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Students take risks, participate in high-thrill activities for excitement

Photo by Campbell Rainy

As junior Rohit Sengupta tears down the dirt trail on his mountain bike, still recovering from multiple injuries, he accelerates with a fearless determination to gain enough speed to win the race. Suddenly, he wipes out and slides 100 feet down the trail before coming to a stop, leaving him with a massive scar on his left shoulder.

While injuries may deter many people from doing high-thrill activities, Sengupta, like many students who enjoy them, said he still mountain bikes every day because he enjoys learning more skills and doing different jumps.

“When I crashed,  I was getting that adrenaline rush. I didn’t feel any pain,” Sengupta said. “In fact, I felt stoked, and I had this good feeling like, ‘I crashed. I’m gonna get back up again and repeat the stuff I was doing,’ because you have a good feeling whenever you do something new.”

AP Psychology teacher Chris Farina said high-thrill activities provide short-term little hits of adrenaline, dopamine and other chemicals that help people feel good in the moment.

“Having some degree of thrill-seeking stimulation just helps people feel happy about their lives and less bored, and so it gives them that degree of pleasure (and) excitement,” Farina said.

Freshman Maria Uribe said she enjoys the adrenaline rush that comes from a similar high-thrill activity –– riding roller coasters. She said she often goes to theme parks due to the feelings of excitement and invigoration that she experiences after going on rides.

“When you go with friends, you just try to enjoy and scream as loud as you can,” Uribe said. “My first time on the (Railblazer at Great America), I went with my best friend. I had no idea there was a super big drop, so I was nervous. We were both like, ‘No, we want to get off. We’re scared,’ and then (the drop) happened. Then, we were like, ‘Oh, we want to go again.’ So we did.”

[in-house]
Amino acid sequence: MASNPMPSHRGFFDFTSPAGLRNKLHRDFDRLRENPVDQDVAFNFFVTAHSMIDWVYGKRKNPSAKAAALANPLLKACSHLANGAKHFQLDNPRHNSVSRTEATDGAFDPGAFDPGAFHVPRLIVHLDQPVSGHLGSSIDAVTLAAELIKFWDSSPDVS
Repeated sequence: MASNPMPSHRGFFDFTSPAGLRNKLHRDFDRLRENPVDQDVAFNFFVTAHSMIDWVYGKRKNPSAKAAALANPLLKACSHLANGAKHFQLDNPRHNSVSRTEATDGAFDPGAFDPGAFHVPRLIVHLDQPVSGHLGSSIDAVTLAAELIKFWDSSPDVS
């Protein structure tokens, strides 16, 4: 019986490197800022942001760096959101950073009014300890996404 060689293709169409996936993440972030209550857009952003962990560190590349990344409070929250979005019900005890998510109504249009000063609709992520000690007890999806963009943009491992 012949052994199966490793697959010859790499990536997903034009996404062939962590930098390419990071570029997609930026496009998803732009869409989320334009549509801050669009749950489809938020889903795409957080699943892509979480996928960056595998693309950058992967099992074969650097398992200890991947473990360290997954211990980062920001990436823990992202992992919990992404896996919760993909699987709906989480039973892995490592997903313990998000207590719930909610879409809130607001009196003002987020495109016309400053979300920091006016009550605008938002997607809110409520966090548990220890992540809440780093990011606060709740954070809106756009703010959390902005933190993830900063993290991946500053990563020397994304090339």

Farina said many people intuitively seek out some sort of stimulation. Many high thrill activities, such as roller coasters and mountain biking, provide that.

“(Roller coasters are) one way in which you can get a degree of excitement, a degree of thrills and still have it be safe and controlled,” Farina said. “Your brain kind of perceives (fear) as excitement.”

Sengupta said he enjoys mountain biking due to the adrenaline rush and euphoric feeling.

“If you’re going skiing, mountain biking, snowboarding or (doing) any extreme sport, you get the adrenaline rush, which feels good,” Sengupta said. “And based on my experience from mountain biking, it sends you chills sometimes.”

Farina said thrill-seeking behavior in humans is an evolutionary benefit because having members of a community who are genetically predisposed towards adventurous behaviors is good for the community’s health overall.

“They’re more likely to try new things out even if it is more risky, and trying new things out can confer a lot of benefits to the community if they discover something that’s really useful,” Farina said.

Sengupta said that although he has gotten hurt multiple times, he always returns to do high-thrill activities.

“I’m addicted to mountain biking,” Sengupta said. “It makes me feel proud of myself because I think without extreme sports, you basically find no meaning in life. Mountain biking for me is a way to escape reality and just embrace that euphoric feeling of being happy and finding worth.”

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Annika Chu, Staff Writer
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